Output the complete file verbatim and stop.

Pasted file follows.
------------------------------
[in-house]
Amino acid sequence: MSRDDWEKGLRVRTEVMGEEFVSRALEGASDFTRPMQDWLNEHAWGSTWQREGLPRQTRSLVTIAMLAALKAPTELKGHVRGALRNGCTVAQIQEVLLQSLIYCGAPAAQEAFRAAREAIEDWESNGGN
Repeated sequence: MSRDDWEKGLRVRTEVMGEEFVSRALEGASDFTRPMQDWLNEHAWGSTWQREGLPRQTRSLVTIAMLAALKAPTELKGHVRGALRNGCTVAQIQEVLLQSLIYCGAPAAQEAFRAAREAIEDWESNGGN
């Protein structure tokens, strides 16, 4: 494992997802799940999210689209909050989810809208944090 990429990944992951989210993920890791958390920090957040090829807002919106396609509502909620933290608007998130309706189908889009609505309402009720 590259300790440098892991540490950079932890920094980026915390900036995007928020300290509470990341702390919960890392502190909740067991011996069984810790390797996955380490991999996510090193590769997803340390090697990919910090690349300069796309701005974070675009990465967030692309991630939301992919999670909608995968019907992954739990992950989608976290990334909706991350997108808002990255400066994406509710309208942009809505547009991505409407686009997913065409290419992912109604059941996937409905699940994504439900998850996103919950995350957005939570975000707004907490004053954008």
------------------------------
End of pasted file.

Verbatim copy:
[in-house]
Amino acid sequence: MSRDDWEKGLRVRTEVMGEEFVSRALEGASDFTRPMQDWLNEHAWGSTWQREGLPRQTRSLVTIAMLAALKAPTELKGHVRGALRNGCTVAQIQEVLLQSLIYCGAPAAQEAFRAAREAIEDWESNGGN
Repeated sequence: MSRDDWEKGLRVRTEVMGEEFVSRALEGASDFTRPMQDWLNEHAWGSTWQREGLPRQTRSLVTIAMLAALKAPTELKGHVRGALRNGCTVAQIQEVLLQSLIYCGAPAAQEAFRAAREAIEDWESNGGN
């Protein structure tokens, strides 16, 4: 494992997802799940999210689209909050989810809208944090 990429990944992951989210993920890791958390920090957040090829807002919106396609509502909620933290608007998130309706189908889009609505309402009720 590259300790440098892991540490950079932890920094980026915390900036995007928020300290509470990341702390919960890392502190909740067991011996069984810790390797996955380490991999996510090193590769997803340390090697990919910090690349300069796309701005974070675009990465967030692309991630939301992919999670909608995968019907992954739990992950989608976290990334909706991350997108808002990255400066994406509710309208942009809505547009991505409407686009997913065409290419992912109604059941996937409905699940994504439900998850996103919950995350957005939570975000707004907490004053954008």